Key California lawmakers have devised a plan to shift billions of dollars from the Central Valley bullet train to rail projects in Southern California and the Bay Area, a strategy that could crush the dreams of high-speed rail purists.
The move is a response to Gov. Gavin Newsom’s plan earlier this year to direct all of the remaining bullet train funds into the San Joaquin Valley and build a partial high-speed system from Bakersfield to Merced at a cost of $20.5 billion.
Assembly Democrats see greater public value in improving passenger rail from Burbank to Anaheim, relieving congestion on the busy Interstate 5 corridor before the 2028 Summer Olympics in Los Angeles and putting additional money into San Francisco commuter rail. The proposal has been taken more seriously in recent weeks, and supporters think it will meet the tricky legal requirements of the high-speed rail project.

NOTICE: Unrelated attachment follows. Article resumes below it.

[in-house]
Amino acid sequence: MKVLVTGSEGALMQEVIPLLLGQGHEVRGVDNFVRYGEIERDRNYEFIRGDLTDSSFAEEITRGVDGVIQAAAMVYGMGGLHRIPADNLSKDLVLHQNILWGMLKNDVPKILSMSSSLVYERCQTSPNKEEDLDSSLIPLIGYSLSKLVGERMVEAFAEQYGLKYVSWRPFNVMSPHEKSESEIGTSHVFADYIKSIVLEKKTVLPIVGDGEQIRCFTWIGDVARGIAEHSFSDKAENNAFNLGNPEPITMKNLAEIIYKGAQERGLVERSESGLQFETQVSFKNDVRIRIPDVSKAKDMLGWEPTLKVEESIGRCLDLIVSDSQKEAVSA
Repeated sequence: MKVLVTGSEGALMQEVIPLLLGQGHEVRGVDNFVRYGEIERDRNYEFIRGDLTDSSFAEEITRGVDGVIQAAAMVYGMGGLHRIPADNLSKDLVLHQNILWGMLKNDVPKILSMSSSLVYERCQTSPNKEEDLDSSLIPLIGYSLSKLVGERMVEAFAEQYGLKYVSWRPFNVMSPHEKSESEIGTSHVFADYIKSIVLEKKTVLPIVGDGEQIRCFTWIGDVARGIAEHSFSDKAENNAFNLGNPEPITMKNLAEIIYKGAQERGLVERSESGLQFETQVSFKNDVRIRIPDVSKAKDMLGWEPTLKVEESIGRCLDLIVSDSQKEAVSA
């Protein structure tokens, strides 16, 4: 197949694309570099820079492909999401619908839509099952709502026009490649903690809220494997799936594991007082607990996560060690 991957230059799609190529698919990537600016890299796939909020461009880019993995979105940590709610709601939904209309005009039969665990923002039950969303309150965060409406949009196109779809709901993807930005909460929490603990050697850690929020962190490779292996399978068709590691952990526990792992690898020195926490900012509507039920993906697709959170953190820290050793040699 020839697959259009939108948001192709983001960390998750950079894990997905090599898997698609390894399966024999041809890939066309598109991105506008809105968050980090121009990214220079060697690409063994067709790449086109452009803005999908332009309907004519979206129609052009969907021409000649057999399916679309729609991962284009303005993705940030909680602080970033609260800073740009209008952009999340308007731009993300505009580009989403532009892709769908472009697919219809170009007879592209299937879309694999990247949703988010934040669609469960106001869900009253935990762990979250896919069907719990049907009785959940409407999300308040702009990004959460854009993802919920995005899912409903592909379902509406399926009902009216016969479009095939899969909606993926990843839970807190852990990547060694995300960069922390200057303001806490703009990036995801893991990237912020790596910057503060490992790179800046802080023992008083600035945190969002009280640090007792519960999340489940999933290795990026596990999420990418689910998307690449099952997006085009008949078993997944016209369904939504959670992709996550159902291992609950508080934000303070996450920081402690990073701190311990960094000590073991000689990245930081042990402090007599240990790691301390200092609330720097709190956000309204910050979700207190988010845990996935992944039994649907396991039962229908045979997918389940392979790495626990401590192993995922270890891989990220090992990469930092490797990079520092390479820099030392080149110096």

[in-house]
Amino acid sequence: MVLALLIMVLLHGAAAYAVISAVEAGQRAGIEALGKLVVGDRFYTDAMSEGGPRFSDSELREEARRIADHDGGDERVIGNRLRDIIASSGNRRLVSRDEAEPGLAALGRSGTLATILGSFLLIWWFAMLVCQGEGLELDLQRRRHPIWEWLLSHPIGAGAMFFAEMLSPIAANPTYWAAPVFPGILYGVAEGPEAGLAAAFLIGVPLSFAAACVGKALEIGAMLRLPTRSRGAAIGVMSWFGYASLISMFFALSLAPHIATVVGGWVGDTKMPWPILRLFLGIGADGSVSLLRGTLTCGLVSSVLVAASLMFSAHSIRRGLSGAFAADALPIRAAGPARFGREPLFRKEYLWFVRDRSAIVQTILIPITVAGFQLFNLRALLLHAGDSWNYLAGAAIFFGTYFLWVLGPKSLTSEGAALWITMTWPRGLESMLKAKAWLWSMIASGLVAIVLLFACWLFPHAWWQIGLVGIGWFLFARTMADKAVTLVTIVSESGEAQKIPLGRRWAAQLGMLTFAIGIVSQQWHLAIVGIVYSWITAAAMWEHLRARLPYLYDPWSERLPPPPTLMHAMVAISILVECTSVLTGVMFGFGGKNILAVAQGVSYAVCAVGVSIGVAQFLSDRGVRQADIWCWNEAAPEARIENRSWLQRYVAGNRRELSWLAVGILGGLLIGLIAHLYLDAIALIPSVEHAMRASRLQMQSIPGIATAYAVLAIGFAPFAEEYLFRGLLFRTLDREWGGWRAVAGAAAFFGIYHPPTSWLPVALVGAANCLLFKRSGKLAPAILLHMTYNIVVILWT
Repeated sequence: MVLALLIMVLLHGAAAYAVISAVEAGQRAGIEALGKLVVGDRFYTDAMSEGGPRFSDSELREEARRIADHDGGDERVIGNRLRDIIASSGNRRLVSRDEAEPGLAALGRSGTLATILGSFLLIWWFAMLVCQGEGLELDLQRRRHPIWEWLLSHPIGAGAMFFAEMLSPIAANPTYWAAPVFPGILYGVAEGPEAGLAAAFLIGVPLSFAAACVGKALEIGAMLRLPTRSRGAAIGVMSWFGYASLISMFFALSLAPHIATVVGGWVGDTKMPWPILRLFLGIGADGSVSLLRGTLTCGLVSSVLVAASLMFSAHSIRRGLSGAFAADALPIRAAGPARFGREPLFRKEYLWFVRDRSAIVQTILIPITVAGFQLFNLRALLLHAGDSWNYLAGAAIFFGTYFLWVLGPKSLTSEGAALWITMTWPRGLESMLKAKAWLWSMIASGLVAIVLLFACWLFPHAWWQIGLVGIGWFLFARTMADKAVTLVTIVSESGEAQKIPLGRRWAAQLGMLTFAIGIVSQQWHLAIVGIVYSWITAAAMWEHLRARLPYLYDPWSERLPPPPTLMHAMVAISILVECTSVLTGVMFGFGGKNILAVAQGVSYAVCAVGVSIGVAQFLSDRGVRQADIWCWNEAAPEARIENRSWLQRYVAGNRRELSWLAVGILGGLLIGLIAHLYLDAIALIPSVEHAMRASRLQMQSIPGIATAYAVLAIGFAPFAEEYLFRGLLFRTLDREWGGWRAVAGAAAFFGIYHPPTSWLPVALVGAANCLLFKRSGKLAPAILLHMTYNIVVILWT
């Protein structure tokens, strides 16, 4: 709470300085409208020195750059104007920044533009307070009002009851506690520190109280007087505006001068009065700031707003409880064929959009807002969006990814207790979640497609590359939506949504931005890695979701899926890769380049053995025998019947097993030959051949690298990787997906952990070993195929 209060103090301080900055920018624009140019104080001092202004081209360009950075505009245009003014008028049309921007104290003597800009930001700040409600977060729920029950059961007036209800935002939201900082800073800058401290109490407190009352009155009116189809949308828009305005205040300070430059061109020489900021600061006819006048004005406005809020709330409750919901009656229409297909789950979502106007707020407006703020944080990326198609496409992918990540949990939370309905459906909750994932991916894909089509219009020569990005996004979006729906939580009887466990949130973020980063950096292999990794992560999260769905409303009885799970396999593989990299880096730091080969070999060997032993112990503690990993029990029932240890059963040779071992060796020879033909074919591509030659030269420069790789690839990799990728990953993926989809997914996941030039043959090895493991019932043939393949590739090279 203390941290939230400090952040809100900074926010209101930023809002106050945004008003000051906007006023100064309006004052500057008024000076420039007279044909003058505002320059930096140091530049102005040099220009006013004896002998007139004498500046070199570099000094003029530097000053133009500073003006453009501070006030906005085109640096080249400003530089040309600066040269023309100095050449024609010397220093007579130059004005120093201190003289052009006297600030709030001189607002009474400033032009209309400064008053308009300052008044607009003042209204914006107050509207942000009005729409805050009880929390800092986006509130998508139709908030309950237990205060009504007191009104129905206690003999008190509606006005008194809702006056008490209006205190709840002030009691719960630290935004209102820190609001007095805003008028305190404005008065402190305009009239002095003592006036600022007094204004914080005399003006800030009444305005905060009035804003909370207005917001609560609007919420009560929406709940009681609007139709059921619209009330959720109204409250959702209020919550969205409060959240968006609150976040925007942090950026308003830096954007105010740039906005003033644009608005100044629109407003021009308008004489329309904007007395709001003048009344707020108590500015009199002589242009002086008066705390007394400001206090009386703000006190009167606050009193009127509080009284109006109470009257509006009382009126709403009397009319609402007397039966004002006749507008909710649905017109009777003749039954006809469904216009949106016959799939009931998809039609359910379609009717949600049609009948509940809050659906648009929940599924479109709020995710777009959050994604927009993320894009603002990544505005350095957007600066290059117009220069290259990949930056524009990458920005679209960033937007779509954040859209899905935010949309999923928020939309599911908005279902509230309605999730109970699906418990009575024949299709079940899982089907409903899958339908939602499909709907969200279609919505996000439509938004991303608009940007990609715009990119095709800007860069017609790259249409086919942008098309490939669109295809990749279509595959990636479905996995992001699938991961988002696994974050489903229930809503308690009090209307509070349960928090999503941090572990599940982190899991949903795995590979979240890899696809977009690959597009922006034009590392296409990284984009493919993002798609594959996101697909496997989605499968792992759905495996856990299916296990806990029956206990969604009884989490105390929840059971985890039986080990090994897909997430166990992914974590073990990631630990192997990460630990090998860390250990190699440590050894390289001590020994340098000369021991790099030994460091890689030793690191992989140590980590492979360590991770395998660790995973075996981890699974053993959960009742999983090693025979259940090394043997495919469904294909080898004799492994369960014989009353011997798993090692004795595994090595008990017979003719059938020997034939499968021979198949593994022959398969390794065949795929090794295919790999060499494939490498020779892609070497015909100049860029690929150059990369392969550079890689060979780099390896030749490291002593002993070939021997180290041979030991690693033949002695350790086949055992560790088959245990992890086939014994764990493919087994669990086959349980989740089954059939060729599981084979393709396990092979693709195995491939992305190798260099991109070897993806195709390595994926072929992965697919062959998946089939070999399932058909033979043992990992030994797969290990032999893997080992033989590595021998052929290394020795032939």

“I like the concept,” said Assembly Speaker Anthony Rendon (D-Lakewood). “Any project that doesn’t have a significant amount of service to the largest areas in the state doesn’t make much sense.”
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